Panic Attacks: What Are They And How To Find Relief

Have you ever experienced a feeling of fear so intense that it caused your hands to shake and your

face to feel hot and flushed? As the panic set in, your mind wasn't the only thing escaping from your

body as your heart began to beat its way out of your chest.


Panic attacks are a common yet widely misunderstood phenomena - often confused with anxiety or

anxiety attacks. Although anxiety can be at the root of a panic attack, anxiety typically comes on

gradually — it grows in anticipation of a stressful or worrisome experience.


Panic attacks, on the other hand, aren't always prompted by stressors. Like a heart attack, panic

attacks come on suddenly. And with how they can tighten your chest and throat and shorten your

breath, panic attacks often feel like heart attacks too.


Whether a panic attack is expected or not, they typically involve severe, disruptive symptoms that feel

out of your control. This is because your body's fight-or-flight response takes over during a panic

attack. It's an autonomous response, meaning your body is automatically preparing you to either stay

and face the perceived threat or to flee to safety.


If you're experiencing panic attacks, it's important to understand what's happening in your body and

why. It's also helpful to know what you can do to find relief when it happens and feel a sense of

control.


The next time a panic attack happens, here are a few things you can try:


Recognize and accept what you're experiencing - don't fight it.

It can be difficult to remember that what you're feeling is temporary and will eventually pass when

you're enduring a panic attack. This is why it's important first to accept and recognize what you're

experiencing.


The symptoms of a panic attack can be so overwhelming and seemingly inexplicable that it's hard to

make sense of them, which in turn only heightens the fear. Don't fight against the symptoms or tell

yourself that you shouldn't be feeling this way. Try to let yourself feel what you're feeling without

judgment.


If you've experienced panic attacks before, practice saying to yourself, "this is only a panic attack."

You can minimize a panic attack's impact when you lean in and face the fear.

Breathe deeply and slowly.


One of the primary symptoms of a panic attack is shortness of breath. Short, shallow breaths often

make people feel even more panicked, exacerbating the problem. Try to take deep, diaphragmatic

breaths and exhale slowly.


It might help to count out each breath as you inhale and exhale to bring focus to your breath and slow

it down. You can also try closing your eyes to better focus on the sensation of breathing.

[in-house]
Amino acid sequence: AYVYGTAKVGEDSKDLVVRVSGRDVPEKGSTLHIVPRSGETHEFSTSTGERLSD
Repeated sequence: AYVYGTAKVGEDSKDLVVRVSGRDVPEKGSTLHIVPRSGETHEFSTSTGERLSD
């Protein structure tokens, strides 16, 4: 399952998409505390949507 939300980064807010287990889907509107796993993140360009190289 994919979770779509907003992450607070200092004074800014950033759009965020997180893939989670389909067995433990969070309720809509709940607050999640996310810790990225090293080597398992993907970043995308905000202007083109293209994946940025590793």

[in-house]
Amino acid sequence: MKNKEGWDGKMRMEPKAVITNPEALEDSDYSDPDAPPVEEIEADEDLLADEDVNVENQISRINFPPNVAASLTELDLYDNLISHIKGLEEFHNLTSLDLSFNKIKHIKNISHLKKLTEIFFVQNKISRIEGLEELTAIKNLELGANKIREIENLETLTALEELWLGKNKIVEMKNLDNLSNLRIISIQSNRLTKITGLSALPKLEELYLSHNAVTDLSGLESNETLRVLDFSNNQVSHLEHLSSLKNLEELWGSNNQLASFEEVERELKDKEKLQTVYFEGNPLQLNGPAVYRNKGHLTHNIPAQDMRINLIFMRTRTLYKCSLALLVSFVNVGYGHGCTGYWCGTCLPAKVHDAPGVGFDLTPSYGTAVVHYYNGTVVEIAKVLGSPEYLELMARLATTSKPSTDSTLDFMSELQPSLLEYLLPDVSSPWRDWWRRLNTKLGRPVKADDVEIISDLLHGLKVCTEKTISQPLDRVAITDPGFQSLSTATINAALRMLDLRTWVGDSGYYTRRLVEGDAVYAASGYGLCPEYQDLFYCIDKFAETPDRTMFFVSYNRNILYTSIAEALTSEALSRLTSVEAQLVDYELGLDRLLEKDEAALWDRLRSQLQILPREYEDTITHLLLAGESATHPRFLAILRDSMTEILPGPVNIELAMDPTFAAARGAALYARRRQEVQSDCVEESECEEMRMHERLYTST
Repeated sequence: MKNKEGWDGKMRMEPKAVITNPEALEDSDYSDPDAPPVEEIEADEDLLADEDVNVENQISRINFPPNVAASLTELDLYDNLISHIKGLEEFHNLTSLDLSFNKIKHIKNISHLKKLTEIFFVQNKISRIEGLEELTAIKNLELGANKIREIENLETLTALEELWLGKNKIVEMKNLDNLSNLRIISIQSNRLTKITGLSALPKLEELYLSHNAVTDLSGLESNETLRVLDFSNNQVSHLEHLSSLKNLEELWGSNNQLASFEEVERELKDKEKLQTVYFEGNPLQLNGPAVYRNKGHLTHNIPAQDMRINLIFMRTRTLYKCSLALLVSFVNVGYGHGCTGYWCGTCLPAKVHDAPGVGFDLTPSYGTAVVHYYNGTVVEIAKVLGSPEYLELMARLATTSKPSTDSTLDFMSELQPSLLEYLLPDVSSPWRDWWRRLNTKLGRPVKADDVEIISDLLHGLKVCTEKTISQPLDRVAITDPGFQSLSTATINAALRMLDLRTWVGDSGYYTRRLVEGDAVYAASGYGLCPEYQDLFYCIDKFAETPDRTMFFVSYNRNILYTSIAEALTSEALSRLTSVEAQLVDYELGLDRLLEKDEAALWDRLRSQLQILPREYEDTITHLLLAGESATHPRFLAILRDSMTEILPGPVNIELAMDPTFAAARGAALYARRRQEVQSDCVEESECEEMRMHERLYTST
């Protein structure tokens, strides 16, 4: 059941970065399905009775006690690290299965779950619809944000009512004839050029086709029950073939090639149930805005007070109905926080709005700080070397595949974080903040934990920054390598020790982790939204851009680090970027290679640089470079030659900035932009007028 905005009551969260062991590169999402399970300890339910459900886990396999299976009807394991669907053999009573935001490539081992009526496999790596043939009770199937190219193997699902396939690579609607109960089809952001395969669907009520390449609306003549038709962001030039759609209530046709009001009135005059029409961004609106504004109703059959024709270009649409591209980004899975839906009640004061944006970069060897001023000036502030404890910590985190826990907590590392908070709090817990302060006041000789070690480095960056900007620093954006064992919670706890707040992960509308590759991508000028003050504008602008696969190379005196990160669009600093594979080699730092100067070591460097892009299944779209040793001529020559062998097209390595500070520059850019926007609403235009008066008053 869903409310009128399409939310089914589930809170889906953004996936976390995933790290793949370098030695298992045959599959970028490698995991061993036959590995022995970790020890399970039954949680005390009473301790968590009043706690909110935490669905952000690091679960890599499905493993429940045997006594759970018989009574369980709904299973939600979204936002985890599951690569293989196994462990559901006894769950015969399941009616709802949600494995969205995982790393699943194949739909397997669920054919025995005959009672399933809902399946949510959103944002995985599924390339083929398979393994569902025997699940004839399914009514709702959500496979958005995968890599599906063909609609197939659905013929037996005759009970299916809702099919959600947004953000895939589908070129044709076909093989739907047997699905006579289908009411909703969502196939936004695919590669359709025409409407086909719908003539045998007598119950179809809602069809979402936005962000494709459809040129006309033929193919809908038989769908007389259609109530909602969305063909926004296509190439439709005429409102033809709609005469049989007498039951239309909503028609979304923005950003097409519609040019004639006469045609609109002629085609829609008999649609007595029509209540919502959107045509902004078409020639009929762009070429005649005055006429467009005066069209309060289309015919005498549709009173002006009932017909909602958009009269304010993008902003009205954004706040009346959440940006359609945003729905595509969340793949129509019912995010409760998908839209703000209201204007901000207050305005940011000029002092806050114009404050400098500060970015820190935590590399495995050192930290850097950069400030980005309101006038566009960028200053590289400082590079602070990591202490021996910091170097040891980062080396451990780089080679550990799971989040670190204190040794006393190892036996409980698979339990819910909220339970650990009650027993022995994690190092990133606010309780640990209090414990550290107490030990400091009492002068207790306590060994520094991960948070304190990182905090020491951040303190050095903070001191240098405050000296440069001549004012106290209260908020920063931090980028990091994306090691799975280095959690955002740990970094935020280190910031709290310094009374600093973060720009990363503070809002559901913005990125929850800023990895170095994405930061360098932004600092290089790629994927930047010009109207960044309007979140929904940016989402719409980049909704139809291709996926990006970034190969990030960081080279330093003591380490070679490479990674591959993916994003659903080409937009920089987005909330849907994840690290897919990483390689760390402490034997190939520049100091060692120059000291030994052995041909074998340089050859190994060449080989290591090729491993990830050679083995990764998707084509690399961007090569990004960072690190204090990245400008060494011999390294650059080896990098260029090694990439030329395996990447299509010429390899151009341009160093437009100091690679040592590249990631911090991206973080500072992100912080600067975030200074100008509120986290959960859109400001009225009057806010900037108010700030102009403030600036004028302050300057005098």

Focus on something else.


When experiencing a panic attack, it can be helpful to distract yourself with anything that can take

your mind off what you're feeling. This could be a mantra or affirmation that you repeat to yourself, or

it could be a physical object or a color that you focus on and describe in your mind.

Whatever you choose, the goal is to keep your mind occupied so that you're not as focused on the

panic attack.


When it comes to distracting yourself, here is a TIPP to remember:




Temperature

Change your temperature by holding an ice cube, squeezing a frozen lemon, or

splashing ice water on your face. The cold temperature will calm you by activating the

parasympathetic nervous system. Remember, it's the sympathetic nervous system that drives your "fight or flight" stress response.


Intense Exercise

Increase your oxygen flow by doing some jumping jacks, high knees, or a similar

move ingrained in your muscle memory. Short bursts of intense exercise help release pent-up energy

and intense emotions.


Paced Breathing

Taking slow deep breaths soothes the nervous system. Breathe in for 4 seconds,

hold for 7, and exhale for 8. Manipulating your breath also activates the parasympathetic nervous

system, slowing your heart rate down. When you calm your body, your mind will follow suit.


Paired Muscle Relaxation

Tense one muscle group at a time. Do this with every muscle group in your body, from your shoulders and face down to your calves and feet. Once you release these muscles, they will be more relaxed, requiring less oxygen which means less stress on the heart. These steps can help your mental and physical state rapidly shift, returning you to a state of emotional regulation.


Maintaining relief from panic attacks

Panic attacks are like a physical manifestation of overwhelming fear that can make you feel you've

lost control. While the above ways to find relief are all things you can do on your own, that doesn't

mean you have to manage this alone.


Our compassionate team can help you develop a treatment plan to help you mitigate your symptoms.

Reach out today if panic-related symptoms are affecting your daily life so you can regain a

sense of control and calm.

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